Wednesday, 19 June, 2019

Extreme sport of slacklining gains a foothold in Iran

Young Iranians find their footing high above ground in the extreme sport of slacklining

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Iranian Hamed Heidari walks across a slackline anchored between two rocks during practice in the mountains overlooking Tehran, Iran.

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Iranian slackliners Kiavash Sharifi, left, and Mohammad Reza Abaee walk on a slackline anchored between two rocks for a practice as their friends follow on the mountains near the city of Arak, some 204 miles southwest of Tehran, Iran. They are some of a growing number of Iranians embracing the extreme sport of slacklining – a high-wire walk on a flat line of webbing strung between rocks or trees up to 60 meters above the ground. The webbing provides slightly more stability than a round cord, but is also bouncier

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Slackliner Masoud Chenaghloo , nicknamed Don Dorigo, balances on a slackline anchored between two rocks for a practice in the mountains overlooking Tehran. ‘When I’m on the webbing, I feel I have been separated from society, my self-confidence is very high when I’m there,’ says Masoud.

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A group of Iranian slackliners hike in the mountains to practice, in northern Tehran, Iran. The ‘Iran Slackline’, a group of friends who have had to find their own footing in a country with no formal institutions for the sport. They must make much of their equipment by hand or acquire it abroad – including safety devices.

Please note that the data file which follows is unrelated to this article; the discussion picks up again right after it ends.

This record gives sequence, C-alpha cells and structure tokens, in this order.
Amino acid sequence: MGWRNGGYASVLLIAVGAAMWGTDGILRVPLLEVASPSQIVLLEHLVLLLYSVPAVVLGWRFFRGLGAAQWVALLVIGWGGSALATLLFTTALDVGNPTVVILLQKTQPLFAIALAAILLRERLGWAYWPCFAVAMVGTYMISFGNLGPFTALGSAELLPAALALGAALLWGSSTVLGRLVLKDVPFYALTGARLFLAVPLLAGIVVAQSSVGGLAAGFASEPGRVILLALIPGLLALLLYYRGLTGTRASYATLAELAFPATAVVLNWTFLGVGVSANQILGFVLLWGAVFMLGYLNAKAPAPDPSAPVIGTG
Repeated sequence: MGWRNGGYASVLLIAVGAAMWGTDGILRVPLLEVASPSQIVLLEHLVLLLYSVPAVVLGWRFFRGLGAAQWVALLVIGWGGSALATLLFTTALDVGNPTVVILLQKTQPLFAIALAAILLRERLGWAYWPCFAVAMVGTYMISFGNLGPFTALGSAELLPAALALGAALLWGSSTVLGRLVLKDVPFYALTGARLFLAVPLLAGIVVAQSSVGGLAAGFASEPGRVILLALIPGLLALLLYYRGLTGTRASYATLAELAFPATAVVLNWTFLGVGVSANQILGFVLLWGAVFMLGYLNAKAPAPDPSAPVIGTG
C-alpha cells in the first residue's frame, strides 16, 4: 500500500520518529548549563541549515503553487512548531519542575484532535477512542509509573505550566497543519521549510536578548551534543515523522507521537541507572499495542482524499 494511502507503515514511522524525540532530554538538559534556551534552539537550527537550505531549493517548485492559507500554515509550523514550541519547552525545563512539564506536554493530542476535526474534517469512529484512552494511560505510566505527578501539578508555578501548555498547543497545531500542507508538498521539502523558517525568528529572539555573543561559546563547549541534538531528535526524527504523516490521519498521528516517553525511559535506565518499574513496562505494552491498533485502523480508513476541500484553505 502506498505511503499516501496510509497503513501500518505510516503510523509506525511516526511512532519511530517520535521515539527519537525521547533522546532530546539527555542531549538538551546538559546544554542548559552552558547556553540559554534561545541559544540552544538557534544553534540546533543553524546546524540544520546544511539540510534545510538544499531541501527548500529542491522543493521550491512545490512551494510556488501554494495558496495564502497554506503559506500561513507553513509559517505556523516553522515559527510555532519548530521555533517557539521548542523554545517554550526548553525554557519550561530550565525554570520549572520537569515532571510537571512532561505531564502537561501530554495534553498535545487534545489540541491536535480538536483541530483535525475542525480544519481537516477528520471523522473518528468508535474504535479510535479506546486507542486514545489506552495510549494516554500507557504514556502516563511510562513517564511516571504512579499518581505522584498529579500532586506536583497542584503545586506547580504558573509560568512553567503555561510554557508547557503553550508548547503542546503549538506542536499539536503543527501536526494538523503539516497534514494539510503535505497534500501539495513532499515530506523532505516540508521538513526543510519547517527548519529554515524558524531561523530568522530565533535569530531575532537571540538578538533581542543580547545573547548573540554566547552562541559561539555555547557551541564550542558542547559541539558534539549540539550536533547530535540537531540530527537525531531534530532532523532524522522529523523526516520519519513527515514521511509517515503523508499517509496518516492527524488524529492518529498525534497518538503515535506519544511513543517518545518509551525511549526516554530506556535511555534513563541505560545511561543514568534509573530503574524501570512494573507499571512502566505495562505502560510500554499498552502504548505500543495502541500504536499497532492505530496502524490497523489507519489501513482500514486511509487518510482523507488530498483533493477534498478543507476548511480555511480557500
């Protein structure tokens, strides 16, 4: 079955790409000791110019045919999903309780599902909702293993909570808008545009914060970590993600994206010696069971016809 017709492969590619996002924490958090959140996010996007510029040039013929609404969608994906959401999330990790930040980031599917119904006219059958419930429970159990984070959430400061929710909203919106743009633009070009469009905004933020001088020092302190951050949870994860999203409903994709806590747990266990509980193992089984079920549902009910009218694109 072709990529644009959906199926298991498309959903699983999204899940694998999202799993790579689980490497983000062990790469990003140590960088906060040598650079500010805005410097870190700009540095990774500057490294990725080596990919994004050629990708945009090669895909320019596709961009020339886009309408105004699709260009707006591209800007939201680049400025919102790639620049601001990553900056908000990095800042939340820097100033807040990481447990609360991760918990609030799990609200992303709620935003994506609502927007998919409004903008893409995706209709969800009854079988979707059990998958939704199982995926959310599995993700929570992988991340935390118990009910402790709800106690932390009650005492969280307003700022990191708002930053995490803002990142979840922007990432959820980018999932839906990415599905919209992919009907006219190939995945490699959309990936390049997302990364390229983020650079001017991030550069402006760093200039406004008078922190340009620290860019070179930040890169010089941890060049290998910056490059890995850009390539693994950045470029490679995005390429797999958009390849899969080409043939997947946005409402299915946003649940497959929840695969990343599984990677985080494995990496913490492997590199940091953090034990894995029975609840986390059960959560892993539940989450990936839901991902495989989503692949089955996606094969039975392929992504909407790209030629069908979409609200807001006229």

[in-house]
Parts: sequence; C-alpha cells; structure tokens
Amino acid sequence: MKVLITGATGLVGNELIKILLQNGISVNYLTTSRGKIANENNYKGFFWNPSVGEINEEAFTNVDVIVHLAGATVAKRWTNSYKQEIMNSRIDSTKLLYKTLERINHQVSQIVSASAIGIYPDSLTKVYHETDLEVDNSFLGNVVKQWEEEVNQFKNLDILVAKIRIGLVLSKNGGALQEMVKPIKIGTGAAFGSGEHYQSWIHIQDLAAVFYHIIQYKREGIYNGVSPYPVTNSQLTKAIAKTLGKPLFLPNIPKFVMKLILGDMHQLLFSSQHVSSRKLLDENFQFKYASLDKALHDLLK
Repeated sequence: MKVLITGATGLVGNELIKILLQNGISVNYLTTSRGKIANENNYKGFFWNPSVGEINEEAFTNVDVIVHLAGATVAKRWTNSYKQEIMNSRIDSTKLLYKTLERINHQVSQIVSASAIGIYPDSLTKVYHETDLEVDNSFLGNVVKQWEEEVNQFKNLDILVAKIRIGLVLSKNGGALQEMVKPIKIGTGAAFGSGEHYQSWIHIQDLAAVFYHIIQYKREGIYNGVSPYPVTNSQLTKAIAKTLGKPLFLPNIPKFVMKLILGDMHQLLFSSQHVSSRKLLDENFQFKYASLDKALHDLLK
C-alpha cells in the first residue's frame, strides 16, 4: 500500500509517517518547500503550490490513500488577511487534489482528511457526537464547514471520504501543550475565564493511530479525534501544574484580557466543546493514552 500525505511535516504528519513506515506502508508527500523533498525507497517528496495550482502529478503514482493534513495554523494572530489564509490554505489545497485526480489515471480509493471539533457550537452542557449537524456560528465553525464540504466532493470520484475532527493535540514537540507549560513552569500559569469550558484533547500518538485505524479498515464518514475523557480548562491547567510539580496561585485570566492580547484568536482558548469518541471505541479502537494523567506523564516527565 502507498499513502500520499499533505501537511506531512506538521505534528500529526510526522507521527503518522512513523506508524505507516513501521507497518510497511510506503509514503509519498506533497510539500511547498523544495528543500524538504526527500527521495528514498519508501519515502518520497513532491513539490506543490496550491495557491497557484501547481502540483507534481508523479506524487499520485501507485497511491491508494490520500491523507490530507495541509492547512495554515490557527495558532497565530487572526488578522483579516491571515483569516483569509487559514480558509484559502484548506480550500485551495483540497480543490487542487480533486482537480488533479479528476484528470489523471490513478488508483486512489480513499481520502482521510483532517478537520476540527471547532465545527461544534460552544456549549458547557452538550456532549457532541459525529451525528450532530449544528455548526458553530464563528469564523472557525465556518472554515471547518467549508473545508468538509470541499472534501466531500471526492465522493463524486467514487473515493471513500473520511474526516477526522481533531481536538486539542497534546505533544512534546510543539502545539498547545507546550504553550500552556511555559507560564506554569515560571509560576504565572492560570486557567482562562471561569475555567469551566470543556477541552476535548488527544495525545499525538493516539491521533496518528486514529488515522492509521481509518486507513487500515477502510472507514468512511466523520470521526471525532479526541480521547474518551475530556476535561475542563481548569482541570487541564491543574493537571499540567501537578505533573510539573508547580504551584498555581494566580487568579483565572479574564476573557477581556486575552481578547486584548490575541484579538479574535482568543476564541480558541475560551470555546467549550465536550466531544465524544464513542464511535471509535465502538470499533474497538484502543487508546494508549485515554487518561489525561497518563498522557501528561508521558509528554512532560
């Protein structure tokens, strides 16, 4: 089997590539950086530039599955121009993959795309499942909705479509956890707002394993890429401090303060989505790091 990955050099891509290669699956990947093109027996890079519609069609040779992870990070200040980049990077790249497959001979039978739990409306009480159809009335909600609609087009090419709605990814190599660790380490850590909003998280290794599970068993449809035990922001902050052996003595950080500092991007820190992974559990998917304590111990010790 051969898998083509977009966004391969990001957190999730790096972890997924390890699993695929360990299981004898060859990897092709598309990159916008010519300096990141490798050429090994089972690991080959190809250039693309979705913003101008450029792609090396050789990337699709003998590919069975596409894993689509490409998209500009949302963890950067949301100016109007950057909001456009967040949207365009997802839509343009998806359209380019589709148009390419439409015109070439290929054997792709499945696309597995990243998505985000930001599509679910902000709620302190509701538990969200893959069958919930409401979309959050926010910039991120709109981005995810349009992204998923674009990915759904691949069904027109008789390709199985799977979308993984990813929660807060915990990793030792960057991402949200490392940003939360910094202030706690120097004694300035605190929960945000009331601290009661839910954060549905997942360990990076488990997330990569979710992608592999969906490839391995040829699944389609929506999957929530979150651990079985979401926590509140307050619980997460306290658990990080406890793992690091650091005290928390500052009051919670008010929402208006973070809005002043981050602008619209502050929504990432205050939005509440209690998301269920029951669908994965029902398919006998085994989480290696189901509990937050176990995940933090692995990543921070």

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Kiavash Sharifi, left, and Mohammad Reza Abaee walk on a slackline anchored between two rocks in the mountains near the city of Arak. ‘It is very exciting. I’m short on words when I want to describe how it feels when you are on the webbing, and how it feels when you manage to walk the whole line and reach the other end,’ Sharifi says.

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Hamed Heidari walks across a slackline anchored between two rocks during practice in the mountains overlooking Tehran, Iran.

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Hamed Heidari lies across a slackline anchored between two rocks during practice in the mountains overlooking Tehran, Iran.

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Female Iranian slackliner Samaneh Hasanzadeh balances on a slackline while she is watched by her sister, left, and instructor Hamed Heidari in a sports club in Tehran, Iran.

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Kiavash Sharifi, bottom, and Mohammad Reza Abaee walk on a slackline anchored between two rocks for a practice as their friends follow on the mountains near the city of Arak. ‘When I’m walking on the highline I have a very good feeling. I feel free. I’m free from all preoccupations and it is very enjoyable,’ says Mohammad Reza Abaee.

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Hamed Heidari throws a rope to be anchored between two rocks for a

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Hamed Heidari balances on a slackline anchored between two rocks during practice in the mountains overlooking Tehran, Iran.

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Iranian highliners Hamed Heidari, bottom, and Masoud Chenaghloo , nicknamed Don Dorigo, prepare their ropes to be anchored between two rocks for a slackline practice in the mountains overlooking Tehran, Iran.

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Iranian slackliners Kiavash Sharifi, left, and Mohammad Reza Abaee walk on a slackline anchored between two rocks for a practice as their friends follow on the mountains near the city of Arak, some 204 miles southwest of the capital Tehran, Iran.

Source: Gulfnews

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